The Nelson Provincial Museum, Pupuri Taonga O Te Tai Ao is a regional museum in the city of Nelson, New Zealand. The museum showcases the Nelson and Tasman regions' history, from geological origins to the stories of individuals and families.
Edward Baigent was a 19th-century Member of Parliament from Nelson, New Zealand. He was one of the most successful saw-millers of the region, and his company existed for well over 100 years.
The mayor of Nelson is the head of the municipal government of Nelson, New Zealand, and presides over the Nelson City Council. The mayor is directly elected using a First Past the Post electoral system. The current mayor is Nick Smith, who was elected in September 2022.
Golden Bay / Mohua is a shallow, paraboloid-shaped bay in New Zealand, near the northern tip of the South Island. An arm of the Tasman Sea, the bay lies northwest of Tasman Bay / Te Tai-o-Aorere and Cook Strait. It is protected in the north by Farewell Spit, a 26 km long arm of fine golden sand that is the country's longest sandspit. The Aorere and Tākaka rivers are the major waterways to flow into the bay from the south and the west.
Joe Ah Chan was a New Zealand greengrocer, horticulturist and wine-maker. He was born in Guangdong Province, China on 1882.
Dr Thomas Renwick was an early New Zealand settler in the Nelson and Marlborough regions. He was a member of the New Zealand Legislative Council for 16 years.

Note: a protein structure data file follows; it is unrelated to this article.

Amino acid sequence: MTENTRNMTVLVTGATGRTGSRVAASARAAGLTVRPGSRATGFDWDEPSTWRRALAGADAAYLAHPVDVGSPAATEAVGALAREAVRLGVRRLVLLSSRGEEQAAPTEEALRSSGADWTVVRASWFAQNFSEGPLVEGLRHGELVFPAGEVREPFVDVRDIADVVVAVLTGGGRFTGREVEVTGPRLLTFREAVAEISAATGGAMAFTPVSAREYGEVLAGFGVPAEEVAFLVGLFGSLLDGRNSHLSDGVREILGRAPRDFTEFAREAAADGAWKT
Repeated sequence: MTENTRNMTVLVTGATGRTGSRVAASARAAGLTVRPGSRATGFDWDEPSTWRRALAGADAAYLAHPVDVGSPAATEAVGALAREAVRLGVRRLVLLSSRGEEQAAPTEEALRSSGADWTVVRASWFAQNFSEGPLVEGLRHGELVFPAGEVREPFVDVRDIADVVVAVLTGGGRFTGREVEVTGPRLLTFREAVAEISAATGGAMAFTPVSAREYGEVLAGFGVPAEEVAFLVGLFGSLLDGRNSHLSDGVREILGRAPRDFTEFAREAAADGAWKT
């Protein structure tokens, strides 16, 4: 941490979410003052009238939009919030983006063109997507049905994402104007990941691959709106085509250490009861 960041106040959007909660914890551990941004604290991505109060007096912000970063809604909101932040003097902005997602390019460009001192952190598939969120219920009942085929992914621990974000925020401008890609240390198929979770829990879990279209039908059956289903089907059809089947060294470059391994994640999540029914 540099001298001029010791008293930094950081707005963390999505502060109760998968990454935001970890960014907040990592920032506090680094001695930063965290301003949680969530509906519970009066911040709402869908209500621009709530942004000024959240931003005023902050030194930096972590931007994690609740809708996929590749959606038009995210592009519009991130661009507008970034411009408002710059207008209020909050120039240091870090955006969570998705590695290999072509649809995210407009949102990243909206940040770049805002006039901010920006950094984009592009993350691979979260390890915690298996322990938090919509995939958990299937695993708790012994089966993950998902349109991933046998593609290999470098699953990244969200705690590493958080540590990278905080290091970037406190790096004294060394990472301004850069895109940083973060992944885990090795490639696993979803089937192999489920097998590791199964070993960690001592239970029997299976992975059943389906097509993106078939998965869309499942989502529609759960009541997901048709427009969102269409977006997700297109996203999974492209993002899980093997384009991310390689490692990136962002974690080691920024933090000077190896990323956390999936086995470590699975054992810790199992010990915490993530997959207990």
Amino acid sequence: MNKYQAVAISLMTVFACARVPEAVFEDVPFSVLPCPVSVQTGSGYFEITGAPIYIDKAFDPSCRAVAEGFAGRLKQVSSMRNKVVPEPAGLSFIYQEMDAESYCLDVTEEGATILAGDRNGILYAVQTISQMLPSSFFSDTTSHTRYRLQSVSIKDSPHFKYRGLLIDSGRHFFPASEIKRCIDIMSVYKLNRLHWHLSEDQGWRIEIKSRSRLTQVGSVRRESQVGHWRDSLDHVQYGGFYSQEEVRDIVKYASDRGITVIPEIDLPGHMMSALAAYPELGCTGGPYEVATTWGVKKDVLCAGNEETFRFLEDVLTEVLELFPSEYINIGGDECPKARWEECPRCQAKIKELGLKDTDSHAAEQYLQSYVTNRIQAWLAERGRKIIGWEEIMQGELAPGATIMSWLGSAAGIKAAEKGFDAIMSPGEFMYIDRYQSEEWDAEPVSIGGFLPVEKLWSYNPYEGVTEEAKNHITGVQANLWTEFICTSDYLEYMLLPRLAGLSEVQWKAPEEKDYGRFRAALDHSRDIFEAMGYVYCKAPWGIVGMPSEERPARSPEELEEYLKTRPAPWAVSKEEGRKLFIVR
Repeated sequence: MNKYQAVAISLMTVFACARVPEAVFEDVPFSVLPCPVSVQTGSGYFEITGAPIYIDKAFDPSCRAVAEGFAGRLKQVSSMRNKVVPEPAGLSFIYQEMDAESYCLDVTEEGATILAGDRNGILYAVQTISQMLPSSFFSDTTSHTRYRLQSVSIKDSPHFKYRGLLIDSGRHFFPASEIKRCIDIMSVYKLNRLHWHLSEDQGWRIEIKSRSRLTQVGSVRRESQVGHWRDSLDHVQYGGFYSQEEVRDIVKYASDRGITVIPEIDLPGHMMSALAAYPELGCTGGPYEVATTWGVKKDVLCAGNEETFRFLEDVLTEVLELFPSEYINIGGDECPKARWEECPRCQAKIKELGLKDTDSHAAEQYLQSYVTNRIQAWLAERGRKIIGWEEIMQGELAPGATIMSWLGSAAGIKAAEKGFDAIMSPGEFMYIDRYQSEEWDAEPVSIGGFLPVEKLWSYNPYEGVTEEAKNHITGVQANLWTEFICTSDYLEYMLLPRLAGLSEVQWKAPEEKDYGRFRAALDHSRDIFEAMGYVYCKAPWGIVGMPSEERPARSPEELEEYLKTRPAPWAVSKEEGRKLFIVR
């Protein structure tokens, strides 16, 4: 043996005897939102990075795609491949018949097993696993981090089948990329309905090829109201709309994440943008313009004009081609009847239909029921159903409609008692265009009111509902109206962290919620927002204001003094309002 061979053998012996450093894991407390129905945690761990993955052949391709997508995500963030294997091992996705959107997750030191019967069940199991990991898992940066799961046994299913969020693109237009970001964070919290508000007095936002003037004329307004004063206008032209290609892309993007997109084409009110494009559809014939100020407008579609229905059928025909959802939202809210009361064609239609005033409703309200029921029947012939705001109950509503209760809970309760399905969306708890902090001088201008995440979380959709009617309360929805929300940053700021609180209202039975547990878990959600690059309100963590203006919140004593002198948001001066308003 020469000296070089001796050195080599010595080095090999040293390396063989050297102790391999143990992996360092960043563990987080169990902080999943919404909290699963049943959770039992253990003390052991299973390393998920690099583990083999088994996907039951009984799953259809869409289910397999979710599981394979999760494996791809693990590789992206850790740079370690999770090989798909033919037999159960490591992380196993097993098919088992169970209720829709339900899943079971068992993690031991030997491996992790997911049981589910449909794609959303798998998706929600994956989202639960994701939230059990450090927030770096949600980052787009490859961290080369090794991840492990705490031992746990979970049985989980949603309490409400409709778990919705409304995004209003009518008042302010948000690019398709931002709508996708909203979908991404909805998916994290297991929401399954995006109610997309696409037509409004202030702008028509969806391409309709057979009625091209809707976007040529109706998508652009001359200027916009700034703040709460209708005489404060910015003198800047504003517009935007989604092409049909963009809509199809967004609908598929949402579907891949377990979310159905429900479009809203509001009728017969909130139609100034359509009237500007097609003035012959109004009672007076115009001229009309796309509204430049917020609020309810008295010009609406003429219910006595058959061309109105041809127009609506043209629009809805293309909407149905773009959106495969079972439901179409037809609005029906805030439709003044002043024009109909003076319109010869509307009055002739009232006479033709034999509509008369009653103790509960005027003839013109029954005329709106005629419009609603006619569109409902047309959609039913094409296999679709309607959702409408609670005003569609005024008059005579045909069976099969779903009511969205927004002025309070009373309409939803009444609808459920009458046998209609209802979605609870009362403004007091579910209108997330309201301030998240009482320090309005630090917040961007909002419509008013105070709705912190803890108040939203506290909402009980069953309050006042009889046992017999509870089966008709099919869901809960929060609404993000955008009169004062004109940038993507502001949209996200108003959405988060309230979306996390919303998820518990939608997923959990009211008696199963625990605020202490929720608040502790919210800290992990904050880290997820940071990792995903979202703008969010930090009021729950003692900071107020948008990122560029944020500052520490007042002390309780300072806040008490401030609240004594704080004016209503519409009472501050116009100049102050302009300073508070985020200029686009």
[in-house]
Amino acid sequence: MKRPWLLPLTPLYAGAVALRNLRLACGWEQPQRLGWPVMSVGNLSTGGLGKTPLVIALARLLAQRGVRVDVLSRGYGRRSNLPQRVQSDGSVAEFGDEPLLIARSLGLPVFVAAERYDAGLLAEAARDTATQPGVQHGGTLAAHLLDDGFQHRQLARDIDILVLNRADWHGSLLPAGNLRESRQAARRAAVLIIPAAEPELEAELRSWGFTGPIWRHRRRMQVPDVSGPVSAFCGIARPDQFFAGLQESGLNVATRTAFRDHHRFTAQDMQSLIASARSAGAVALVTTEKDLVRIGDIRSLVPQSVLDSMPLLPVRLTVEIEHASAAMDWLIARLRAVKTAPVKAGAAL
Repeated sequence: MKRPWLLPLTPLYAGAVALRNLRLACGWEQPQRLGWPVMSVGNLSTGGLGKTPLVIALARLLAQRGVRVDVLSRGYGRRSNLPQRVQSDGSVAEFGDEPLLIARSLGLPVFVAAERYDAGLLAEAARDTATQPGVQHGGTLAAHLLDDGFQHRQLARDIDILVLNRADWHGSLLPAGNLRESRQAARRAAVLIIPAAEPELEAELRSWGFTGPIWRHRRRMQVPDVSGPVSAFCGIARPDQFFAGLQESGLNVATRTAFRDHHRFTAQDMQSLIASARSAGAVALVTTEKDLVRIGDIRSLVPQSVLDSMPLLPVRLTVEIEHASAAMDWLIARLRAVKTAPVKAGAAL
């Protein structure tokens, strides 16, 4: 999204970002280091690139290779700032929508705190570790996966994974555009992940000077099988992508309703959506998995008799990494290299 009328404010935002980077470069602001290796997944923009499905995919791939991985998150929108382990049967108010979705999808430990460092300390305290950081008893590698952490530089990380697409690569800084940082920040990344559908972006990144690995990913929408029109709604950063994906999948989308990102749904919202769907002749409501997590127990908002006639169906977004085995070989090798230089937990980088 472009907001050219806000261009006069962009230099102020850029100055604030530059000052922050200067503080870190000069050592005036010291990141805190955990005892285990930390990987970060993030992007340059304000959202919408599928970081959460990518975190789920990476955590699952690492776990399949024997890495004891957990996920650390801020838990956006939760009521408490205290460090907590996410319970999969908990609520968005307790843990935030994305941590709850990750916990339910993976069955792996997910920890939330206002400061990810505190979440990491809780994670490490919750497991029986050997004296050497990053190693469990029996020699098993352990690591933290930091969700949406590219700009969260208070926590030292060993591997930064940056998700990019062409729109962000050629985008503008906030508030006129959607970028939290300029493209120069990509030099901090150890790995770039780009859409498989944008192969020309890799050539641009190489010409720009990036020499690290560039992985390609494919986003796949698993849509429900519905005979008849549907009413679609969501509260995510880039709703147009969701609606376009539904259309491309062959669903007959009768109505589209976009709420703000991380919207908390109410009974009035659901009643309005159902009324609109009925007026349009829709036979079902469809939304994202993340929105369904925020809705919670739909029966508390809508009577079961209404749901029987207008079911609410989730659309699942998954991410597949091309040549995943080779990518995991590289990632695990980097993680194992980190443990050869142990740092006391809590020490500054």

Tonga Island is a small (0.15 km2) island in Tasman Bay / Te Tai-o-Aorere, off the northern coast of the South Island of New Zealand. It lies within the Abel Tasman National Park, about 1 kilometre (0.62 mi) off Onetahuti Beach. The island has a flourishing fur seal colony, and is surrounded by the Tonga Island Marine Reserve, which was inaugurated in 1993.
St Michael's Church in the Tasman District is an Anglican church, and was the first church in the wider Nelson Region. It is a Category I heritage building.
Yip Kue Sum was a Chinese-born New Zealand pioneer in viticulture.
Parapara is a coastal location in the Tasman District of New Zealand. It is located near Golden Bay, close to the edge of the Parapara Inlet, between Tākaka and Collingwood.
The Abel Tasman Monument is a memorial to the first recorded contact between Europeans—led by the Dutch explorer Abel Tasman—and Māori in New Zealand's Golden Bay on 18 and 19 December 1642. It was unveiled 300 years later on the tercentenary of the encounter by the prime minister, several government ministers, and a Dutch delegation. Originally referred to as the Abel Tasman Memorial and designed by the architect Ernst Plischke, the centrepiece of the monument is a concrete monolith painted white and symbolising a sail. Located on a bluff at Tarakohe just east of the popular holiday resort of Pōhara, the land for the monument was gifted by the Golden Bay Cement Company. The dignitaries opened the Abel Tasman National Park the following day and the area holding the monument is part of the national park, although physically separate from it. As was typical for the 1940s, the original inscription focused on the European experience only and overlooked the Māori perspective.